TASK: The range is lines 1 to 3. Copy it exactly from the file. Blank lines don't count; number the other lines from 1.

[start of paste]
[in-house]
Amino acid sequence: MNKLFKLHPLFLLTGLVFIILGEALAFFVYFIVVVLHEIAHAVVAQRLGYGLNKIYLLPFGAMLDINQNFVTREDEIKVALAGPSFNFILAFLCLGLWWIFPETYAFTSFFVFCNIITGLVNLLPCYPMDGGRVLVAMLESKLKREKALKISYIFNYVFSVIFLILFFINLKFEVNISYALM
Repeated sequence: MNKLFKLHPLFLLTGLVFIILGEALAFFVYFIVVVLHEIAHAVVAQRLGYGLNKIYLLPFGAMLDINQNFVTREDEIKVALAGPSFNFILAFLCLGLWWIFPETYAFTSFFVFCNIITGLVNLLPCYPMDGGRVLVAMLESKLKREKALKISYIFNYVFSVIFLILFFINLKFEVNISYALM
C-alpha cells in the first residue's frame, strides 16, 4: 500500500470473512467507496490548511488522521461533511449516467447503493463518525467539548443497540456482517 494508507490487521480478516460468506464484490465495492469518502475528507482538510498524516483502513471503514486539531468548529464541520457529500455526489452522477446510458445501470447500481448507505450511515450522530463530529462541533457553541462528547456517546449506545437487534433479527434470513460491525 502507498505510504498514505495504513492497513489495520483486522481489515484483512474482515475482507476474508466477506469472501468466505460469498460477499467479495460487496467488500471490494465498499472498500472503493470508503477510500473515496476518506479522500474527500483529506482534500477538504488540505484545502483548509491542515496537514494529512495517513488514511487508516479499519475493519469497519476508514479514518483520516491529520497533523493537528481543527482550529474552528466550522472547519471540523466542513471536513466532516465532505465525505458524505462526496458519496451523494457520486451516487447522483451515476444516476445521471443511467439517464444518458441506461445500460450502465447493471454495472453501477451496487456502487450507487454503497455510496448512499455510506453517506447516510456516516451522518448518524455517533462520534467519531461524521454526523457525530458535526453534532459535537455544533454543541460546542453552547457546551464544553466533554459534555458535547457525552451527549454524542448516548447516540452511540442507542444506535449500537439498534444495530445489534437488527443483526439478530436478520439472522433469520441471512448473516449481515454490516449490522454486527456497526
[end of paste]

[in-house]
Amino acid sequence: MNKLFKLHPLFLLTGLVFIILGEALAFFVYFIVVVLHEIAHAVVAQRLGYGLNKIYLLPFGAMLDINQNFVTREDEIKVALAGPSFNFILAFLCLGLWWIFPETYAFTSFFVFCNIITGLVNLLPCYPMDGGRVLVAMLESKLKREKALKISYIFNYVFSVIFLILFFINLKFEVNISYALM
Repeated sequence: MNKLFKLHPLFLLTGLVFIILGEALAFFVYFIVVVLHEIAHAVVAQRLGYGLNKIYLLPFGAMLDINQNFVTREDEIKVALAGPSFNFILAFLCLGLWWIFPETYAFTSFFVFCNIITGLVNLLPCYPMDGGRVLVAMLESKLKREKALKISYIFNYVFSVIFLILFFINLKFEVNISYALM